On 10 June 2006, the BBC asked for 1,000 singers to meet, rehearse and perform the piece in the Bridgewater Hall, Manchester for what was almost certainly the largest performance of the piece in history. On that day, over 700 singers attended, most of whom had never sung the piece before. A programme following the day's events was broadcast on BBC Four on December 9, 2006.[not in citation given][not in citation given]
Spem in alium features prominently in the Poliakoff drama, Gideon's Daughter. It also accompanies the film Touching the Void, and reaches a climax when Yates and Simpson reach the summit of the mountain. Mention of the work in the 2011 erotic romance, Fifty Shades of Grey by E. L. James, resulted in the Tallis Scholars' 1985 recording rising to the top of the UK Classical Chart in July 2012. It is also mentioned in an erotic context in the 1997 novel, Close to the Machine: Technophilia and its Discontents by Ellen Ullman.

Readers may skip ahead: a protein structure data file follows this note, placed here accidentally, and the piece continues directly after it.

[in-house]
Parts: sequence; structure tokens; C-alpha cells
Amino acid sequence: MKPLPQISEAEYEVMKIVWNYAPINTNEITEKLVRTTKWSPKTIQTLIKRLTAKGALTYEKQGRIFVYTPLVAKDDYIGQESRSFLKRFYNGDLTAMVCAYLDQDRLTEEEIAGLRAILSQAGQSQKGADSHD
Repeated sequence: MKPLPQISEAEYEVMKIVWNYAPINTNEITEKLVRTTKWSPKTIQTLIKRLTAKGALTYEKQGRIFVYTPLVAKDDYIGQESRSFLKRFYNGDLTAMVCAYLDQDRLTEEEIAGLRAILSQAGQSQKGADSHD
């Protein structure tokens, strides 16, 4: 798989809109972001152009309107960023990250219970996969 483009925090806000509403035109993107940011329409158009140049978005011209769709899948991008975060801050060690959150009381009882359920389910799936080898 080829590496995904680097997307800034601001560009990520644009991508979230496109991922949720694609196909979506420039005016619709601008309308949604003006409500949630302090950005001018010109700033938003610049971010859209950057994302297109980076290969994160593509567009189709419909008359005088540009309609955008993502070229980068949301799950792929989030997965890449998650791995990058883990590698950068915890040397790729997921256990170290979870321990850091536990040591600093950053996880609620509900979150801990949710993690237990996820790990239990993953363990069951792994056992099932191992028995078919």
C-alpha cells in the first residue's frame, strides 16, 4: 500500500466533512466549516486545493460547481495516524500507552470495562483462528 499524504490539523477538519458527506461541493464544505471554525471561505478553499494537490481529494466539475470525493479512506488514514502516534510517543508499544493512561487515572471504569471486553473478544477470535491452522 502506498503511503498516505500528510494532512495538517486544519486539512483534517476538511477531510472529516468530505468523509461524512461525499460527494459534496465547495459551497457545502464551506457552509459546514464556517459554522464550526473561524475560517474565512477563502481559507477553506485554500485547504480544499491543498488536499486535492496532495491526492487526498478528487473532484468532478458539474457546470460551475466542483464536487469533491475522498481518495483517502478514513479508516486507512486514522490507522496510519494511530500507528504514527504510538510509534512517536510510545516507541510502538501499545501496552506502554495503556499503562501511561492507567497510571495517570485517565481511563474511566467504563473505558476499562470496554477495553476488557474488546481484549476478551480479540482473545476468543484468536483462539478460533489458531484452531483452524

Tallis' Spem in alium has also inspired several modern composers to write 40-part choral works, for example Giles Swayne's The Silent Land (1998), Robert Hanson's And There Shall Be No Night There (2002), Jaakko Mäntyjärvi's Tentatio (2006) and Peter McGarr's Love You Big as the Sky (2007). A London-based choral festival, the Tallis Festival, inspired by Spem in alium, commissioned both Mäntyjärvi and McGarr to compose in this genre.